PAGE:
Think about where you get your news and information. Most of us would say the Internet. We start our day with a smartphone, tablet or computer and a cup of coffee in one hand, reading the headlines so we have some idea of what is going on in the world. Now, consider how this content is created and who is paying to bring it to you.

We take for granted the unfettered access to news and information we have at our fingertips. Before the Internet became ubiquitous, we relied solely on newspapers and print, or radio and the evening news. Since the beginning news publishers have leaned heavily on advertising to generate revenue.

Like manufacturers, publishers need marginal revenue — that sweet spot where your cost to produce doesn’t exceed the amount the market is willing to pay, where maximum profit exists. Advertising has always been a primary means of generating revenue for these publishers, helping to cover the massive costs of infrastructure and journalists necessary to bring you quality articles and stories.

When radio was introduced there was an opportunity for a constant stream of programming. But how do you pay for this constant flow of radio broadcasting? One way was to sell radios and the very reason why many department stores got involved in radio and started their own stations. They quickly realized, however, that radio sales weren’t going to be enough to cover costs. Therefore, in 1922, a concept derived from the AT&T business model of selling time to customers for phone calls was born — sell advertisers time to broadcast their commercials. (More on the history of the first radio commercial see NPRs First Radio Commercial Hit Airwaves 90 years ago)

Similarly, for newspapers to cover costs, the news subsidy came along and ads became print-worthy content. In the 1700s, magazines and pamphlets began to hit newsstands and quickly led to the birth of informational advertising. Along the way newsstand and/or subscriptions covered the cost of printing, but ads generated profit and helped to pay for decades of investment in professional journalism.

In 1995, the Internet was commercialized and advertising evolved once again. Much like radio there was a constant stream of information, near free distribution, and on-demand access to a sea of published materials. Legacy publishers (print, television, radio) adjusted, and new publishers showed up. On-demand media grew beyond our imaginations (Google Books Project, YouTube, WordPress blogs).

But who did we pay for all this on-demand, limitless access to information? We paid for the infrastructure through our computers, phone or Internet and electric bill. Publishers, however, received none of these access costs, and “free” became a part of the Internet like “dark” is night.

But it doesn’t stop there. The revenue online advertising provides fuels innovation and sparked the great American “code rush” (face filter, anyone?). Innovation keeps it all humming and without online advertising new ideas will suffocate.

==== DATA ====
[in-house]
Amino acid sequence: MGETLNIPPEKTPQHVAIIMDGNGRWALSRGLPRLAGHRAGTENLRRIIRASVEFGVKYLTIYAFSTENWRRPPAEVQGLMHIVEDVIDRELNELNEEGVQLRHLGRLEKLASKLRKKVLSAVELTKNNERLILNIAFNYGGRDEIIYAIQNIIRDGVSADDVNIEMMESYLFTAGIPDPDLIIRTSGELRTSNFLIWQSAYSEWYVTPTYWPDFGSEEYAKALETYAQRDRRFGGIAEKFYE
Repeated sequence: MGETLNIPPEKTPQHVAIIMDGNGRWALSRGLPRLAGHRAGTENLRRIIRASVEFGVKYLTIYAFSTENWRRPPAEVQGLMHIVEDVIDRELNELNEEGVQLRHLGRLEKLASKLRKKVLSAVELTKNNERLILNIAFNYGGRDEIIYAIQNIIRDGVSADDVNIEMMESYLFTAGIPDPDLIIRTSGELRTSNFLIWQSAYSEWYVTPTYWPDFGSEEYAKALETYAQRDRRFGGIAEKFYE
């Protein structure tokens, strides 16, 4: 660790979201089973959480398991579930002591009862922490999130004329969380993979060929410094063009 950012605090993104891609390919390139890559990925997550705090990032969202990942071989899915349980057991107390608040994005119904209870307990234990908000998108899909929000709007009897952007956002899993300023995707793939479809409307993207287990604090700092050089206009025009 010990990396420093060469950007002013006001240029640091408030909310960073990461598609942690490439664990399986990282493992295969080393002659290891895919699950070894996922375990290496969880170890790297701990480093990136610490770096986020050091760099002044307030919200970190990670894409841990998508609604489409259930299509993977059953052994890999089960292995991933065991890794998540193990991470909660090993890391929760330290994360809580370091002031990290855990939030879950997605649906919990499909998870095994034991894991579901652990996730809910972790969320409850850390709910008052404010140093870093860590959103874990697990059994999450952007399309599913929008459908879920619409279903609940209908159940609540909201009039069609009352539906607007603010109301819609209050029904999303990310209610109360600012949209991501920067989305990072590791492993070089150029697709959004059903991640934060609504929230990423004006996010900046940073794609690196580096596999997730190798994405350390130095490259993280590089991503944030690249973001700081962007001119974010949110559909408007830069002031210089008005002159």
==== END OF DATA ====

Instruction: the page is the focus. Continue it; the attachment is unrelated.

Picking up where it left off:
Eyeballs amassed and as Internet users enjoyed instant access to content, ad buyers emerged on the scene, eager to get into the game and enjoy on-demand access to qualified online audiences. Among the first to connect publishers immediately with qualified ad buyers was AdSense. This company was later acquired by Google for solidifying dynamic consumer segmentation across websites vis-à-vis behavioral tracking. Behavioral tracking was implanted as the lynchpin for Internet advertising and was coupled with real-time ad creation; together creating a rich bed for a new age of data-driven advertising.

Internet media buyers, in general, can only see a set of inputs and outputs. They never see the media; consider a “search ad” the buyer can’t possibly see it like a direct mailer. On the upside, a buyer can access highly-qualified users at scale but on the downside, transparency is fundamentally sacrificed.

Today, buyers generally aim to find clicks and use highly measured techniques deployed via an army of well-fed algorithms to control who sees what ad, where and how often. With data audiences taking the lead, the publisher, and to a more heightened degree the news publisher, gains new-ad buying customers but loses the direct relationships that provided absolute transparency.

This lack of audience transparency has brought forth an online advertising culture in which bots tracking clicks take priority over genuine consumer impact. We’ve stopped treating the consumer as a human being with preferences (albeit to influence and exploit)

Internet users have become fed up with not having control over what appears up on their screen, unable to choose ads or control ads they see, and this attitude has paved the way for the rise of ad blocking technology. Today, 420 million users worldwide are using ad blockers for mobile devices, and 220 million use it for desktop. (See also Tim McQuillen’s article If History Repeats Itself, What’s Next for Advertising?)

The long-term impact of ad blockers on advertising is unclear. But, short-term the side-effects are evident, and the longstanding investments in professional journalism and tailwinds for Internet innovation could become at risk.

Advertising is essential to publishing and the content we read — so how will it evolve if users block it all together? While cloud computing has brought online-publishing costs to near negligible levels, without ad revenue there is zero marginal revenue for publishers, deterring them from funding journalism, killing the journalist and affecting the quality of information we read.

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